Background-The hemodynamic mechanism for the improvement in left ventricle (LV) end-diastolic pressure in cardiomyopathy patients treated with β-adrenergic blocking agents is controversial. We hypothesized that the salutary effect of this kind of therapy on LV end-diastolic pressure would be indicative of an improvement in late, passive diastolic relaxation properties. Methods and Results-We studied 14 cardiomyopathy patients in normal sinus rhythm with no arteriographic evidence of coronary artery disease and an LV ejection fraction of ≤40% by radionuclide angiography both before and after 6 months of metoprolol therapy with simultaneous micromanometry and biplane cineventriculography. Four comparable patients who were not treated with metoprolol were studied in a similar fashion and served as control subjects. In those receiving metoprolol, LV end-diastolic pressure decreased (P=0.001). The isovolumic relaxation index, τ(ln), shortened (P=0.03). In a similar fashion, the LV chamber stiffness constant, κ, decreased (P=0.02), LV volume elastance improved (P=0.04), and the myocardial stiffness constant, κ(e), decreased (P=0.02). A multiple regression analysis revealed that the decrease in LV end-diastolic pressure was indicative of significant improvements in τ(ln) and κ(e) with the relationship: LV end- diastolic pressure=-4.73+0.27 τ(ln)+0.54 κ(e) (r=0.81, P<0.0001). These LV diastolic relaxation properties did not change or worsened in the control cardiomyopathy patients. Conclusions-We conclude that the decrease in LV end- diastolic pressure in cardiomyopathy patients treated with metoprolol is an indicator of improvement in LV diastolic properties resulting from more complete myocardial relaxation.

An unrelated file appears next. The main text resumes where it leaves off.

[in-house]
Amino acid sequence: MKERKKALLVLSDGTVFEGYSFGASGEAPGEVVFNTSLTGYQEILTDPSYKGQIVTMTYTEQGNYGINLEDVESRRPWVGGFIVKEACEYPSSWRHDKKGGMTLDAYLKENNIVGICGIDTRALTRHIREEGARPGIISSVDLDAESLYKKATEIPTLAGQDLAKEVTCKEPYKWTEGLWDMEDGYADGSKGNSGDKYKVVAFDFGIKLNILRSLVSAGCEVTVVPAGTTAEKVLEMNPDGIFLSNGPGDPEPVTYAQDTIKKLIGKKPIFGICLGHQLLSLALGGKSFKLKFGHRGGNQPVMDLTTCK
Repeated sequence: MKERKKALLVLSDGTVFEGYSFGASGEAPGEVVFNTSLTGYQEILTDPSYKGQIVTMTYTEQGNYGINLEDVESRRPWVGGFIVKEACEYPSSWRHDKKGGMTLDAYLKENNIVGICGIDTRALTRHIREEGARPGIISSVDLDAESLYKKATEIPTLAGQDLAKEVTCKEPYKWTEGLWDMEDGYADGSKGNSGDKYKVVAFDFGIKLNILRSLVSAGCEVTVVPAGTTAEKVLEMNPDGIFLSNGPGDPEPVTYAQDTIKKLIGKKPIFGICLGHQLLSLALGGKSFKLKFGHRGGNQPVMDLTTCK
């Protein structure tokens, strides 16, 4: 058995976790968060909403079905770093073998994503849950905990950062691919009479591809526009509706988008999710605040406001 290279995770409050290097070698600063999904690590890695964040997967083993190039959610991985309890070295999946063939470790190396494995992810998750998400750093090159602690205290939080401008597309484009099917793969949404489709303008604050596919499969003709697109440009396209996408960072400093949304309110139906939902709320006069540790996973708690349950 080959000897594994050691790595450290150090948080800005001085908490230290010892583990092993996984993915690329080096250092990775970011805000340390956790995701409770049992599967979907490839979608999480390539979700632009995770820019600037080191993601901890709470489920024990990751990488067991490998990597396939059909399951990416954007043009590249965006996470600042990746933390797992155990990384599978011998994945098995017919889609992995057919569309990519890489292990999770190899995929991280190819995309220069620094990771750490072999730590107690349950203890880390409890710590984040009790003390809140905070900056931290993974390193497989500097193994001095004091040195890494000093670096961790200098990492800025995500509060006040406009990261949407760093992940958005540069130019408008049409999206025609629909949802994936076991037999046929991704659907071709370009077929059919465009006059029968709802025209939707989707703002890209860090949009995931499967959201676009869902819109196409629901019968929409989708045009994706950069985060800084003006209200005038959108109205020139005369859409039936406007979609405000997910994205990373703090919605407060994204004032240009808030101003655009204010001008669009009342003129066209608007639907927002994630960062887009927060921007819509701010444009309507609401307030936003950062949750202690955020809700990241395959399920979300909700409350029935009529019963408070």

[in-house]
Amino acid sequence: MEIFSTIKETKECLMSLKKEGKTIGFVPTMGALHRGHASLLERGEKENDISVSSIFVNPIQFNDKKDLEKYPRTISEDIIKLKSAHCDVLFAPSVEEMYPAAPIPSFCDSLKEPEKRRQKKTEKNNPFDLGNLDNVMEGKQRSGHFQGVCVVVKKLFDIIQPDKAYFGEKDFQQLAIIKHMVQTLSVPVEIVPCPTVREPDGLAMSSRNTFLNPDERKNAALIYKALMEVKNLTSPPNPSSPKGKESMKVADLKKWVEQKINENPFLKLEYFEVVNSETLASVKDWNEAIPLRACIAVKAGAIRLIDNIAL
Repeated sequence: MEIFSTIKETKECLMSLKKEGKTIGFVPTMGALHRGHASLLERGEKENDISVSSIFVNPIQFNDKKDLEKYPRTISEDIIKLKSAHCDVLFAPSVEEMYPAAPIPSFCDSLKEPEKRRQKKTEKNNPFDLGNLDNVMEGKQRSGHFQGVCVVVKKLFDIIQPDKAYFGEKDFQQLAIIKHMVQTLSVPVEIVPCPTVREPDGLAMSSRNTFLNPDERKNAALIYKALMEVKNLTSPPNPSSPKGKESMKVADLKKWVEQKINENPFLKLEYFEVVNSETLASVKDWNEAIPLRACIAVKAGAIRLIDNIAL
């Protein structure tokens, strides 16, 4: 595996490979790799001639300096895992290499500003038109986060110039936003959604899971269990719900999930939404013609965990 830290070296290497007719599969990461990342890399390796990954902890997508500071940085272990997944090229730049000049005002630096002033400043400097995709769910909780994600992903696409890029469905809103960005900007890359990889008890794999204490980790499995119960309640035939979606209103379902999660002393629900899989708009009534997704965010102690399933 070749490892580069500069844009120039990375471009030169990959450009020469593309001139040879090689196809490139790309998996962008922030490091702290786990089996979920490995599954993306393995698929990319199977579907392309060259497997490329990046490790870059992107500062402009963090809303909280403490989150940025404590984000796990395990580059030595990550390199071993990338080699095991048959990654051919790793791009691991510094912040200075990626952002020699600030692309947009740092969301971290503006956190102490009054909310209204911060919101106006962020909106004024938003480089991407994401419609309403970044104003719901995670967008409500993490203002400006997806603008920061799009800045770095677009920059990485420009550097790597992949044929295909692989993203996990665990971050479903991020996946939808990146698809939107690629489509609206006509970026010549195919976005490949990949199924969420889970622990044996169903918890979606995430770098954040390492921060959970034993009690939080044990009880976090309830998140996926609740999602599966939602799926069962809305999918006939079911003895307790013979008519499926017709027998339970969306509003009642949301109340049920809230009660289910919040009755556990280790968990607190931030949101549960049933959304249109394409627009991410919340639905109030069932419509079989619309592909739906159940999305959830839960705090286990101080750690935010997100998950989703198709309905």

All Science Journal Classification (ASJC) codes
- Cardiology and Cardiovascular Medicine
- Physiology (medical)